Ocwen Financial Shares Crushed By Regulator Report
After firing several shots across the bow, it appears that the New York State Department of Financial Services (NYDFS) latest allegations might actually torpedo the once high-flying flagship of the Ocwen family of companies.
Ocwen Financial Corp. is one of the largest servicers of non-performing loans (NPLs) in the United States. These are pools of delinquent residential mortgages for which Ocwen has purchased the servicing rights, often from big money center banks such as Wells Fargo & Company, Citigroup Inc., Bank of America Corp and JPMorgan Chase & Co..
The Most Recent Letter
The serious allegations regarding Ocwen systems and processes detailed in the October 21 NYDFS letter to Ocwen included:
- Backdating letters denying a mortgage loan modification -- making it impossible for a homeowner to comply within a 30-day window required to appeal the letter.
- The Ocwen vice president of compliance ignoring an employee concerns regarding the backdating issue for five months.
- Ocwen never investigated these allegations properly which has resulted in issues remaining unresolved to this day.
- Ocwen not meeting its obligations under both New York and federal law regarding accurate record keeping and timely communications with borrowers.
Basically this seems to be an example of ignoring lessons that should have been learned back in the kindergarten sandbox — if it's not nice, don't do it. In this case the question becomes — if it's not legal and you get caught — will the consequences be so severe that the core business is at risk of failing?
The Money Center Banks Were Able To Settle
On March 18, 2014 Joseph A. Smith, monitor of the National Mortgage Settlement, reported that all four of the money center banks had fulfilled their financial obligations under the 2012 settlement agreement. Based upon the formula in the settlement, each bank achieved its required share of more than $20 billion of homeowner debt forgiveness and refinancing assistance.
This consumer relief primarily resulted from settling allegations about the practice of robo-signing and other faulty foreclosure documentation. In aggregate, the banks provided more than $50 billion of relief to more than 600,000 households.
Ocwen entered into a similar agreement with the same monitor in December, 2013 to provide $2.1 billion in relief to homeowners. This settlement was approved by the court on Feb. 26, 2014.
New York Keeps Ocwen In Its Crosshairs
The NYDFS has initiated several investigations into Ocwen servicing practices and business structure. The NYDFS has also caused Ocwen to put a deal to acquire the MSR's to 184,000 loans from Wells Fargo -- with $39 billion of unpaid principal balance -- on "indefinite hold" back in February 2014.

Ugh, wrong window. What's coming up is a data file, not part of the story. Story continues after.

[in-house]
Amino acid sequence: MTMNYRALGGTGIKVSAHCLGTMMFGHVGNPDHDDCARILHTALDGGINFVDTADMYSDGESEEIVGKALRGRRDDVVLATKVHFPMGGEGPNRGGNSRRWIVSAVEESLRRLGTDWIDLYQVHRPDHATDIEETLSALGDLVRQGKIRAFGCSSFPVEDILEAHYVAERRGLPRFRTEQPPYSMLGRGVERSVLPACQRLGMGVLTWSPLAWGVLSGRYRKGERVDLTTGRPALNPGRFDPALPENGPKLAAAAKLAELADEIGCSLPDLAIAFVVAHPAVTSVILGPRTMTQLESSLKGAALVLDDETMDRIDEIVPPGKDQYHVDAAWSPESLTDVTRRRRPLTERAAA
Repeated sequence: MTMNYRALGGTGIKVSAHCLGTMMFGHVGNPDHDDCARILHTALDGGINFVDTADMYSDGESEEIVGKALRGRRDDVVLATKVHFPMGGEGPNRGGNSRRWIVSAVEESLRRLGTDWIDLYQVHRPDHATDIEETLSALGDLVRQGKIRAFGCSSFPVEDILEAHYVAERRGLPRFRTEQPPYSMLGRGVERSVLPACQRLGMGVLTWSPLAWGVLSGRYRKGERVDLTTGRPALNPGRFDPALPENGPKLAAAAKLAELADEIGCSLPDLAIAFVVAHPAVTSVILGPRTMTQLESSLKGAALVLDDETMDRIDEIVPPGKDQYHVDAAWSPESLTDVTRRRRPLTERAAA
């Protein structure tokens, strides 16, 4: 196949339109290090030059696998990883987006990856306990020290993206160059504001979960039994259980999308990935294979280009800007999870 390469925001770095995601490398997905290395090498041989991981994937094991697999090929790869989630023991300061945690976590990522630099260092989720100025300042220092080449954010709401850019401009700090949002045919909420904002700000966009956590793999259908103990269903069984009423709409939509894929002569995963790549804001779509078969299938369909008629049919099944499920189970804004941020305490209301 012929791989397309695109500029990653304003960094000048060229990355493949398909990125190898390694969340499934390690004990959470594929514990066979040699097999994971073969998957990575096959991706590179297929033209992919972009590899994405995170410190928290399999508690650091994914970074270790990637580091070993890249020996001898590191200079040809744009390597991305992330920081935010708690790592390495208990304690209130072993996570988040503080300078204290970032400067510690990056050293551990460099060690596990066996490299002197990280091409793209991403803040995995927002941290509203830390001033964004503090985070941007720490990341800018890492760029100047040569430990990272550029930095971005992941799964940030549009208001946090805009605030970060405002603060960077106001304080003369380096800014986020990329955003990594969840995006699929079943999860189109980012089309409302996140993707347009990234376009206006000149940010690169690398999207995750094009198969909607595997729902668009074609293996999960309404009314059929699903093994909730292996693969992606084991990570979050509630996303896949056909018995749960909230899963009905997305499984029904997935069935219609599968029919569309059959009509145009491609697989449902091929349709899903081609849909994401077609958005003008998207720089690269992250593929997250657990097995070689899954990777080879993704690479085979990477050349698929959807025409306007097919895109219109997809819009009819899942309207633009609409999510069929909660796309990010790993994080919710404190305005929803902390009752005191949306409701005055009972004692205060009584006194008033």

To help put that into perspective, Ocwen was servicing mortgage loans with about $473 billion of unpaid principle balances at the beginning of 2014.
Financial Fallout For Ocwen Shareholders
In light of the losses reflected in the chart above, it should be noted that Ocwen-related entities Altisource Residential Corp (NYSE: RESI) is now paying a dividend yielding about 9 percent, and Home Loan Servicing Solutions Ltd (NASDAQ: HLSS) is paying out a dividend yield approaching 10 percent to its shareholders. These are the only two Ocwen related entities that pay a dividend.
The Incredible Stock Performance Of One Ocwen Entity
According to the corporate website, Altisource Asset Management Corp (NYSE: AAMC) is an asset management company that provides portfolio management and corporate governance services to investment vehicles that own real estate related assets.
Its initial client is Altisource Residential Corporation a real estate investment trust, (REIT) formed to acquire and own single family rental assets through the purchase of sub-performing and non-performing mortgages as well as single-family homes at or following the foreclosure sale.
This company is already caught up in an existing NYDFS investigation.
On August 18, 2014 a Reuters article detailed that Ocwen had received a subpoena from the SEC regarding "business dealings" between some of its affiliates. "Ocwen said the probe was related to its dealings with Home Loan Servicing Solutions, Altisource Asset Management Corp and Altisource Residential Corp, and the interests of its executives in these companies."
The NYDFS has also has been conducting an investigation into the business arrangements between the various Bill Erby controlled entities — specifically as it relates to "arm's length" transactions and shareholders rights.
"The product we service is a very difficult product to service by and large." -- Ocwen Executive Chairman Bill Erbey
The business of servicing NPL's operates within a complex minefield of both state and federal regulations — from which even the largest and most sophisticated loan servicers have been unable to escape unscathed.
Regulatory hurdles have been both a blessing and a curse for Ocwen and its related entities as they helped to create a wide moat — effectively limiting the competition. However, it now begs the question, will Ocwen Financial be able to recover from the serious damage inflicted by the latest NYDFS allegations of malfeasance?
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